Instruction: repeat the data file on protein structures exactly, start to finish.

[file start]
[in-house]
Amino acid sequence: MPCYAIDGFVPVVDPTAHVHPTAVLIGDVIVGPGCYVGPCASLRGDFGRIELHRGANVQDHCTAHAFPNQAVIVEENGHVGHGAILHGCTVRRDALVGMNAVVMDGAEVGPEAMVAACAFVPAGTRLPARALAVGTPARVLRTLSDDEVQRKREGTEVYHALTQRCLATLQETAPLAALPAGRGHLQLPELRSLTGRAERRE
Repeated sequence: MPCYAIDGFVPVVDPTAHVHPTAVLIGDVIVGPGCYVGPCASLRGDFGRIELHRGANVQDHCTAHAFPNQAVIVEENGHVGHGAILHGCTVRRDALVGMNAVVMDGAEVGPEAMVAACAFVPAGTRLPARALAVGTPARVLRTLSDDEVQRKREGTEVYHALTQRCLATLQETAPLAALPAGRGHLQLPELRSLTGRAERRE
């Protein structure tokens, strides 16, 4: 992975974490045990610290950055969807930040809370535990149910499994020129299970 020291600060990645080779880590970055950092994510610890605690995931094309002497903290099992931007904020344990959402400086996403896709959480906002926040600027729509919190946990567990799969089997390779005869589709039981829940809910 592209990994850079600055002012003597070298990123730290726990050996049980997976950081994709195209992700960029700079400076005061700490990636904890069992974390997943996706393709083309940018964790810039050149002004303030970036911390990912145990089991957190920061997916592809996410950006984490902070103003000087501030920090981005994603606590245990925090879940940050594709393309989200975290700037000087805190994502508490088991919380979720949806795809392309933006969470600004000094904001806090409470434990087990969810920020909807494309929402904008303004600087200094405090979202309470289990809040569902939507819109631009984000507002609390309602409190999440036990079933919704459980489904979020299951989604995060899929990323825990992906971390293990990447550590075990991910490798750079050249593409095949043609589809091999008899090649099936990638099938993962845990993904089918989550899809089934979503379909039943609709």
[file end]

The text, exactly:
[in-house]
Amino acid sequence: MPCYAIDGFVPVVDPTAHVHPTAVLIGDVIVGPGCYVGPCASLRGDFGRIELHRGANVQDHCTAHAFPNQAVIVEENGHVGHGAILHGCTVRRDALVGMNAVVMDGAEVGPEAMVAACAFVPAGTRLPARALAVGTPARVLRTLSDDEVQRKREGTEVYHALTQRCLATLQETAPLAALPAGRGHLQLPELRSLTGRAERRE
Repeated sequence: MPCYAIDGFVPVVDPTAHVHPTAVLIGDVIVGPGCYVGPCASLRGDFGRIELHRGANVQDHCTAHAFPNQAVIVEENGHVGHGAILHGCTVRRDALVGMNAVVMDGAEVGPEAMVAACAFVPAGTRLPARALAVGTPARVLRTLSDDEVQRKREGTEVYHALTQRCLATLQETAPLAALPAGRGHLQLPELRSLTGRAERRE
């Protein structure tokens, strides 16, 4: 992975974490045990610290950055969807930040809370535990149910499994020129299970 020291600060990645080779880590970055950092994510610890605690995931094309002497903290099992931007904020344990959402400086996403896709959480906002926040600027729509919190946990567990799969089997390779005869589709039981829940809910 592209990994850079600055002012003597070298990123730290726990050996049980997976950081994709195209992700960029700079400076005061700490990636904890069992974390997943996706393709083309940018964790810039050149002004303030970036911390990912145990089991957190920061997916592809996410950006984490902070103003000087501030920090981005994603606590245990925090879940940050594709393309989200975290700037000087805190994502508490088991919380979720949806795809392309933006969470600004000094904001806090409470434990087990969810920020909807494309929402904008303004600087200094405090979202309470289990809040569902939507819109631009984000507002609390309602409190999440036990079933919704459980489904979020299951989604995060899929990323825990992906971390293990990447550590075990991910490798750079050249593409095949043609589809091999008899090649099936990638099938993962845990993904089918989550899809089934979503379909039943609709």